Home' Otago Southland Farmer : May 17th 2013 Contents 20
A Consortium of AgResearch Ltd and Beef + Lamb New Zealand
Collecting data for Ovita's research projects is an investment in the future.
That's why Richard and Kerry France have chosen to be part of Ovita's 5K chip project, which is a
gene-based test that uses an animal's DNA profile to predict breeding values in rams.
The couple farm 566 hectares at Moa Flat in West Otago. As well as 1130 stud ewes, they run
commercial Perendales, yearly cattle and a deer operation.
They and 64 other sheep breeders throughout New Zealand are DNA-testing their elite ram lambs
- those identified via SIL with enhanced breeding value in specific genetic traits. Progeny born this
spring were genotyped using the SNP chip technology, and ranked to verify each animal's genetic
worth against the existing BV. The result will be much improved accuracy of breeding values, which
will help breeders identify the most superior animals for their breeding programme.
The 5K test is currently being used as a proof of concept, but is likely to be commercially available
to breeders in 2013.
For farmers, this means fast-tracking the use of elite genetics in their own sheep, while decreasing
the risk of making the wrong selection decision.
There's no payback right now in being involved in the project for the Frances; in fact it's extra work
in blood sampling for the DNA testing. But they believe they have to be proactive in leading genetic
change that will eventually produce elite animals for the future. "It's about thinking outside the square
to keep in front."
The Frances also autopsied lambs for several years as part of the lamb survival programme. Although
there weren't any real issues and major lamb losses, there has been fine-tuning of their management
as a result, including weighing at birth, and preferentially feeding triplet-bearing ewes.
This technology is a result of New Zealand farmer investment in Beef + Lamb New Zealand and Ovita.
This technology is a result of New Zealand farmer investment in Beef + Lamb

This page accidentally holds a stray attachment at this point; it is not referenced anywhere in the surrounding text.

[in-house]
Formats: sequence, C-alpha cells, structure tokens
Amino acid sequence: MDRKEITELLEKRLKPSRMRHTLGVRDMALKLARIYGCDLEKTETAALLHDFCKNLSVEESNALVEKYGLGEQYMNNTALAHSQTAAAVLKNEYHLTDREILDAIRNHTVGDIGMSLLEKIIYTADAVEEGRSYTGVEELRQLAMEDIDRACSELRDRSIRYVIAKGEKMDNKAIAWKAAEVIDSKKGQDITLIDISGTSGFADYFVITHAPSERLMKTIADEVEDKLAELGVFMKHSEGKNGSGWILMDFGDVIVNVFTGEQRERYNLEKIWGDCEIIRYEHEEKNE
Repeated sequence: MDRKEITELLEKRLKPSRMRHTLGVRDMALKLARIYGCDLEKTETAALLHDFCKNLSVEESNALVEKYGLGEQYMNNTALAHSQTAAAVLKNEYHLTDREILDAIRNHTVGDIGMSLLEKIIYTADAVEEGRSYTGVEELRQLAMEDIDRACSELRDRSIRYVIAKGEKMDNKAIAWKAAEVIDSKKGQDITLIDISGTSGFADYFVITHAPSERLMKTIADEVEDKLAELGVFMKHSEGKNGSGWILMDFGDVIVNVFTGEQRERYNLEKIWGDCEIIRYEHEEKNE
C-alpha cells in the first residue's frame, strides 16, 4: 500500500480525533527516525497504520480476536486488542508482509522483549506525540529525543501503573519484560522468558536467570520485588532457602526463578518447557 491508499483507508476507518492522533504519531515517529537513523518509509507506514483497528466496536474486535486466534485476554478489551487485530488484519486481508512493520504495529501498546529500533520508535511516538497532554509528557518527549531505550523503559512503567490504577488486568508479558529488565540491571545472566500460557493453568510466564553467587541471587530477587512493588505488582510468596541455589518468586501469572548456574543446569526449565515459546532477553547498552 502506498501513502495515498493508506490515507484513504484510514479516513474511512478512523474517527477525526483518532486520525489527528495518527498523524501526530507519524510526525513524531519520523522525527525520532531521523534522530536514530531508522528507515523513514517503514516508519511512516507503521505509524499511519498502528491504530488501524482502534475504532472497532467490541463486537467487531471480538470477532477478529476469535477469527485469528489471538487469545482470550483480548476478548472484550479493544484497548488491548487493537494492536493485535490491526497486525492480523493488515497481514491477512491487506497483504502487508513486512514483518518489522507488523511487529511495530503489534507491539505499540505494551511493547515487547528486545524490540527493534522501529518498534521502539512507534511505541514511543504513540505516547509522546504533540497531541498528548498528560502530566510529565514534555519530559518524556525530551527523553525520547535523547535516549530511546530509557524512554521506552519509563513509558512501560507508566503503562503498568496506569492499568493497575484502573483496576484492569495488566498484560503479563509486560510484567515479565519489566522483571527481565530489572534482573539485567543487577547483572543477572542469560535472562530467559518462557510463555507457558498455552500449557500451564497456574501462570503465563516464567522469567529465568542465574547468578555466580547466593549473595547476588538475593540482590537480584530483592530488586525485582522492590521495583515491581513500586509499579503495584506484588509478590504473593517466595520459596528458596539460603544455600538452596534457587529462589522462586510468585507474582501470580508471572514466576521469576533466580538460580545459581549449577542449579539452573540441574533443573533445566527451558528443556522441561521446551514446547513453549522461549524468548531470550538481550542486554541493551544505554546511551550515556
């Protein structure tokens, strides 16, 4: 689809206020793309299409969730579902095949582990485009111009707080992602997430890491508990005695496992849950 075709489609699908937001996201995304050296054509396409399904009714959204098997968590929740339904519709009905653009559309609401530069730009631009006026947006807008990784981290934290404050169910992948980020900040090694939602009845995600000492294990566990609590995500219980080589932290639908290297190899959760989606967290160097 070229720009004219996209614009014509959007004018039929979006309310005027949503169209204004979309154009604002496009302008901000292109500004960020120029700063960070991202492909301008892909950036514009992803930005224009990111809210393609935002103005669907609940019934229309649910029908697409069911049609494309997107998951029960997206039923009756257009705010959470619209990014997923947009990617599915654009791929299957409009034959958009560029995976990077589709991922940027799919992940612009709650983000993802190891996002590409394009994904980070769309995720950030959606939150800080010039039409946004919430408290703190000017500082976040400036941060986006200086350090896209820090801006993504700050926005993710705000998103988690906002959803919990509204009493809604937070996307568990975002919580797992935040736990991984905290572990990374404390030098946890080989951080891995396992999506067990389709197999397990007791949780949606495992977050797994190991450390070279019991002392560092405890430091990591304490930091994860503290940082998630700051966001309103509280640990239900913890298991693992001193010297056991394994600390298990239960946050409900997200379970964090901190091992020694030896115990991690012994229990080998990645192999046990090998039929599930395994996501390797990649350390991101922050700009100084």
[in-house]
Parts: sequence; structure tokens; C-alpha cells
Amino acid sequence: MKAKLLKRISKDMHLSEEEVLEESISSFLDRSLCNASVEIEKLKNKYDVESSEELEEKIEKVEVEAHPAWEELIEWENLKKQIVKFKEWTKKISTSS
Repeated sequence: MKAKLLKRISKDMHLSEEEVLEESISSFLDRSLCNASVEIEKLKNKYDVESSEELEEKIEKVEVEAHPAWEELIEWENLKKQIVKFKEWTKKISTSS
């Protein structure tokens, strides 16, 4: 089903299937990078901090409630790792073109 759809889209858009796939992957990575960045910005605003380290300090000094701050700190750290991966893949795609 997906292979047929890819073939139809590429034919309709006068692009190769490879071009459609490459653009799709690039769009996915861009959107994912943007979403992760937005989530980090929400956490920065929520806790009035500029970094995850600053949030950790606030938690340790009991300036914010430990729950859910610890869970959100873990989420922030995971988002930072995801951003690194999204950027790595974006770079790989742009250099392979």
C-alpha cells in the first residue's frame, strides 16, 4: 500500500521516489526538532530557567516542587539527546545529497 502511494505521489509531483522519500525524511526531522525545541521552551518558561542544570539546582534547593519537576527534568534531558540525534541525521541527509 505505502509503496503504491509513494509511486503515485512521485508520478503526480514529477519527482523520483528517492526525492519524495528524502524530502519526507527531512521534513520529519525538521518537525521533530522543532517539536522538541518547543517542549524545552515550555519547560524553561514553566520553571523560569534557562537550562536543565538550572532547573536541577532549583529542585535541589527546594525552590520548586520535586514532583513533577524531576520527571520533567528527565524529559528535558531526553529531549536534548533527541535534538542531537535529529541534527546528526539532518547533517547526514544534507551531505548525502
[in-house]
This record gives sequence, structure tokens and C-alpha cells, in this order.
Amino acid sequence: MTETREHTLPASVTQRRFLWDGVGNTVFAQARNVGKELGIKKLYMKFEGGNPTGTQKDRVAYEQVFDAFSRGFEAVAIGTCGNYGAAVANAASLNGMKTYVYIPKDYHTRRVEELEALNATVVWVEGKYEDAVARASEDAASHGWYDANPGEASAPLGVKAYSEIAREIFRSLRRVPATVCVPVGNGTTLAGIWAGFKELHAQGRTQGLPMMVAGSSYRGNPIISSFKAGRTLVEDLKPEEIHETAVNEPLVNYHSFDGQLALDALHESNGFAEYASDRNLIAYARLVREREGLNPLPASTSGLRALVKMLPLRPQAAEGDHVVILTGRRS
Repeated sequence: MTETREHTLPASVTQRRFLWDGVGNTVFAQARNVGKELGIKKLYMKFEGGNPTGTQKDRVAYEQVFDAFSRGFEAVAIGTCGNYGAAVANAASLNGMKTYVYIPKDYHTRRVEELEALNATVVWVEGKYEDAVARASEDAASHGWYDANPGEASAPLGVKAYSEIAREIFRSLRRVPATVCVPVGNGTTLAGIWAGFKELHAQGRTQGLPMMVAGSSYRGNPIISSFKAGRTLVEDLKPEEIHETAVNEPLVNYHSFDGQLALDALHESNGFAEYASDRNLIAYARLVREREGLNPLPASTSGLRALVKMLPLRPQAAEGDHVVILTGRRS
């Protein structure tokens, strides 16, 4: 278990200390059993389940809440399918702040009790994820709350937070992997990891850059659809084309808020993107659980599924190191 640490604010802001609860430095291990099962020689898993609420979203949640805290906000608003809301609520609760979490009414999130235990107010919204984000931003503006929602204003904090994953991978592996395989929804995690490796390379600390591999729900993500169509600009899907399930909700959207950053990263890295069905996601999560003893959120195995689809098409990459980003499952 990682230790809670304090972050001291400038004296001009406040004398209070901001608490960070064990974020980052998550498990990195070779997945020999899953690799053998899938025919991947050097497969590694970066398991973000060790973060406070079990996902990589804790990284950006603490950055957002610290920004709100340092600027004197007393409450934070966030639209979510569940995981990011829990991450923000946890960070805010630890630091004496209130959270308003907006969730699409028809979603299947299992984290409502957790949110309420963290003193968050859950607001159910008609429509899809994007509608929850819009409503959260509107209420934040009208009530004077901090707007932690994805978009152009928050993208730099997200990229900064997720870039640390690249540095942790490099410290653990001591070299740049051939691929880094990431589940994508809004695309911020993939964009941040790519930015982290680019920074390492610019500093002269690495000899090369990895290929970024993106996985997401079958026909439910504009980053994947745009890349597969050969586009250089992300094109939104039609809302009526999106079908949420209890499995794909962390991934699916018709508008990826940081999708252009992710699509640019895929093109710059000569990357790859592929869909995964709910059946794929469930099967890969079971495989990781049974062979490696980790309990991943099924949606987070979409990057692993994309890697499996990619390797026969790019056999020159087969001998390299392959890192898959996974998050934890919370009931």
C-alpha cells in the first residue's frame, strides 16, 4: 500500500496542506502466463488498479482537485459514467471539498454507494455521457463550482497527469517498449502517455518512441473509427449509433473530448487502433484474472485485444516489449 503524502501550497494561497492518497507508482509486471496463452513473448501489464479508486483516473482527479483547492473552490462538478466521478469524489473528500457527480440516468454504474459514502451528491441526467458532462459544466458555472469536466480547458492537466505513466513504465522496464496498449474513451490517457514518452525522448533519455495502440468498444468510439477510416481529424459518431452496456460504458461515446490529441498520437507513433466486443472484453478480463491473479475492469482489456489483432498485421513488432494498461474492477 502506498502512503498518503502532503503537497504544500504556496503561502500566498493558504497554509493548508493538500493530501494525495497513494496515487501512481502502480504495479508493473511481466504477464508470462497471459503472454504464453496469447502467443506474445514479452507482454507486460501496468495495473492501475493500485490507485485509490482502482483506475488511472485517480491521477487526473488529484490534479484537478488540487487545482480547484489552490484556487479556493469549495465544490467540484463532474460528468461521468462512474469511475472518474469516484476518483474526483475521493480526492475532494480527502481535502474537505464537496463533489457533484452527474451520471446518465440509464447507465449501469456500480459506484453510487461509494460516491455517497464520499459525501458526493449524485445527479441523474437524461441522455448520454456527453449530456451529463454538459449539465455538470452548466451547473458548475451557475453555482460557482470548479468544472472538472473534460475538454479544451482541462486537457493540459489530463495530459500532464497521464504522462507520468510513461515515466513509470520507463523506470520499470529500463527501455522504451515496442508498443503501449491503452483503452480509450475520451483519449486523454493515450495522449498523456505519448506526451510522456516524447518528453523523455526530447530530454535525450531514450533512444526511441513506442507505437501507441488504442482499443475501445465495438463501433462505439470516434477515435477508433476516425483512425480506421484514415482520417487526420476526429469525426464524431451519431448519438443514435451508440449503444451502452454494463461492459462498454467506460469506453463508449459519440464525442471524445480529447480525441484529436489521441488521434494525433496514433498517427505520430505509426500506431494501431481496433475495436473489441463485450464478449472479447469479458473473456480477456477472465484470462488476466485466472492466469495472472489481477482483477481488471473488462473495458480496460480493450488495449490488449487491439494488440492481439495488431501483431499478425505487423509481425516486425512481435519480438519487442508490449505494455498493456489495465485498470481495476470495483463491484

New Zealand and Ovita.
Contact Eleanor Linscott 03-477-0697 for more information,
or visit www.ovita.co.nz
Stockfeed & Animal Health
Stockfeed & Animal Health
Improved pastures cause the bloating condition
A side effect of improved
pastures and the push for
high production, pasture
bloat is a serious and
of grazing cattle.
Despite the years of research
going into bloat prevention, it still
remains a common problem in New
Zealand. Spring and autumn have a
tendency to be the most dangerous
seasons; this is when pastures are high in
protein, water and starch, but low in fibre.
When ingested by the cow, this feed
ferments in the rumen and produces an
excess of gas which becomes trapped in
the rumen contents, forming foam which
the animal cannot dispose of.
Cattle which are suffering from bloat
will have a swollen abdomen - most
apparent in the upper left-hand flank. In
the initial stages of the problem, the cow
becomes restless, stops eating and
frequently tries to urinate and defecate.
The cow shows acute respiratory distress
as the swelling becomes worse, and may
possibly have its head and neck extended
and tongue out. Cows will ultimately die
from heart or lung failure due to the acute
pressure of the swollen abdomen upon
Cattle can suffer bloat within
15 minutes of being put onto
high risk feeds. Outbreaks of
bloat can commonly occur
across a herd, although
individual cattle can die of
bloat with little sign of any
bloat occurring in the rest of
If an animal is spotted with
early signs of bloat, it is
possible to drench them with
an approved bloat oil or
even100ml of vegetable oil if this is not
available. Remove the cows from the
offending pasture and continue to feed
them hay or mature grass/silage. Cows
which are in severe distress will need to be
stabbed in their upper left-hand flank
area, which will relieve the pressure on the
organs. Farmers should speak to vets and
be taught the correct place and way to
carry this out should it be required.
Unfortunately, there is not a single bloat
control measure which will be 100%
effective on its own, however the risk of
bloat happening can be considerably
reduced by a combination of good
management practices and the bloat
prevention products available.
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